Struggling with Infertility? PCOS May Hold a Clue

26 September 2023

Garasi Bernama

KUALA LUMPUR, Sept 26 (Bernama) -- “You can’t get pregnant”.

“You’ll never be a mom”.

Words like those haunted Deena Marzuki and Ili Sulaiman for years as they battled with polycystic ovary syndrome (PCOS).

Being told so definitively and repeatedly that they were infertile was crushing, both women told Bernama in an interview.

The lack of empathy and understanding over their possible loss of motherhood was akin to rubbing salt to an already stinging wound.
Sadly, their bitter experiences with infertility are not uncommon for women with PCOS.

What is Infertility?

As of 2023, the World Health Organisation (WHO) describes infertility to be “a disease of the male or female reproductive system defined by the failure to achieve a pregnancy after 12 months or more of regular unprotected sexual intercourse”.

Current global estimates from the WHO report states that around one in six people of reproductive age will encounter infertility over the course of their life.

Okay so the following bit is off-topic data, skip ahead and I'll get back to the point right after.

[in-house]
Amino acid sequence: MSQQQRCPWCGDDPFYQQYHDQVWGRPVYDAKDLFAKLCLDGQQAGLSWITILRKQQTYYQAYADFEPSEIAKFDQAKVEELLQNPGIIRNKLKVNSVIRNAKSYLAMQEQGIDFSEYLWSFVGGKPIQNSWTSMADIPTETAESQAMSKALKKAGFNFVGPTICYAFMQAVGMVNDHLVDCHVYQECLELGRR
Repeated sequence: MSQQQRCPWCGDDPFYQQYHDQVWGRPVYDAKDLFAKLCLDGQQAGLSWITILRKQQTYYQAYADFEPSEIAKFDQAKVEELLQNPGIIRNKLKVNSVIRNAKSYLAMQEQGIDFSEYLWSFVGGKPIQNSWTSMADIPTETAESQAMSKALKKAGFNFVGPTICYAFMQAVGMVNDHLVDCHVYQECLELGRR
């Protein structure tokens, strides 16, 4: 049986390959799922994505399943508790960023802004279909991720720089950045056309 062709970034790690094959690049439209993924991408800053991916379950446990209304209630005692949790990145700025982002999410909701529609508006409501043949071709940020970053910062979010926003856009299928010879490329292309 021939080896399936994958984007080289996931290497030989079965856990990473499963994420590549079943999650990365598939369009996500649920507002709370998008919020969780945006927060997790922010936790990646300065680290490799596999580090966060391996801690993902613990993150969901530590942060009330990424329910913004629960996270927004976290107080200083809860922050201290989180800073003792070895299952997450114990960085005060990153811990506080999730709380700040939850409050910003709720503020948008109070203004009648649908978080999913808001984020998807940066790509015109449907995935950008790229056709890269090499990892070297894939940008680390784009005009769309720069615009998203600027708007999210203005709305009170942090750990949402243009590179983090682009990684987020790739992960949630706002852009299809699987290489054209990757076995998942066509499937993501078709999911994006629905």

When it comes to female infertility, the WHO explains that a possible cause was abnormalities in the reproductive and endocrine system.

It listed PCOS as an example of this.

Does PCOS Cause Infertility?

Dr Habibah Abdul Hamid, Head of the Obstetrics & Gynaecology Department of Universiti Putra Malaysia (UPM). Credit: Dr Habibah Abdul Hamid

According to Dr Habibah Abdul Hamid, Head of the Obstetrics & Gynaecology Department of Universiti Putra Malaysia (UPM), PCOS is 

one of the most commonly presented syndromes in women with infertility issues.

“PCOS is a very complex condition that may involve multiple systems in a woman’s body, including the cardiovascular, endocrine and metabolic systems. It also has long-term effects on their life.

“From my personal experience, a lot of women who have visited my fertility clinic have PCOS. Their numbers have also increased in recent years,” she said.

Research both abroad and locally have shown an undeniable link between PCOS and infertility. In fact, the World Health Organisation has described PCOS as the leading cause of infertility worldwide. 

A 2022 article by US’s Centers for Disease Control and Prevention (CDC) also puts PCOS as one of the main causes of infertility amongst women.